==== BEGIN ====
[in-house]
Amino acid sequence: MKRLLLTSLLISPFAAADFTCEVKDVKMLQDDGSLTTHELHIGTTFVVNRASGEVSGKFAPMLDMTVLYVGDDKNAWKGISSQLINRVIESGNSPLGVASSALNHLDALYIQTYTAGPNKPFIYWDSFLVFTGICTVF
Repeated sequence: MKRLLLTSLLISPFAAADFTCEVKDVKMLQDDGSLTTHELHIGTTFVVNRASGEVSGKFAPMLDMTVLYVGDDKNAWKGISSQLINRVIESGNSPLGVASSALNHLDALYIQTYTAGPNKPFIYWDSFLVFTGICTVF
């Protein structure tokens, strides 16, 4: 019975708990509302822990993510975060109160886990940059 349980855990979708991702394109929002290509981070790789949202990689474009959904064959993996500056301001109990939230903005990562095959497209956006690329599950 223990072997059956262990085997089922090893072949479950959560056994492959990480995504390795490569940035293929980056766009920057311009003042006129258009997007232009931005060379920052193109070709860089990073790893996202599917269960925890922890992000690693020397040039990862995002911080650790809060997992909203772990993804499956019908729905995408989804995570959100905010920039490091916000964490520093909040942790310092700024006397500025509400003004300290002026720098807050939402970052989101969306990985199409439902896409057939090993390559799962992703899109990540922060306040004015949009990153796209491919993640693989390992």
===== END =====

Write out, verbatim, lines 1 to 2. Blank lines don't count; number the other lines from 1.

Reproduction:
[in-house]
Amino acid sequence: MKRLLLTSLLISPFAAADFTCEVKDVKMLQDDGSLTTHELHIGTTFVVNRASGEVSGKFAPMLDMTVLYVGDDKNAWKGISSQLINRVIESGNSPLGVASSALNHLDALYIQTYTAGPNKPFIYWDSFLVFTGICTVF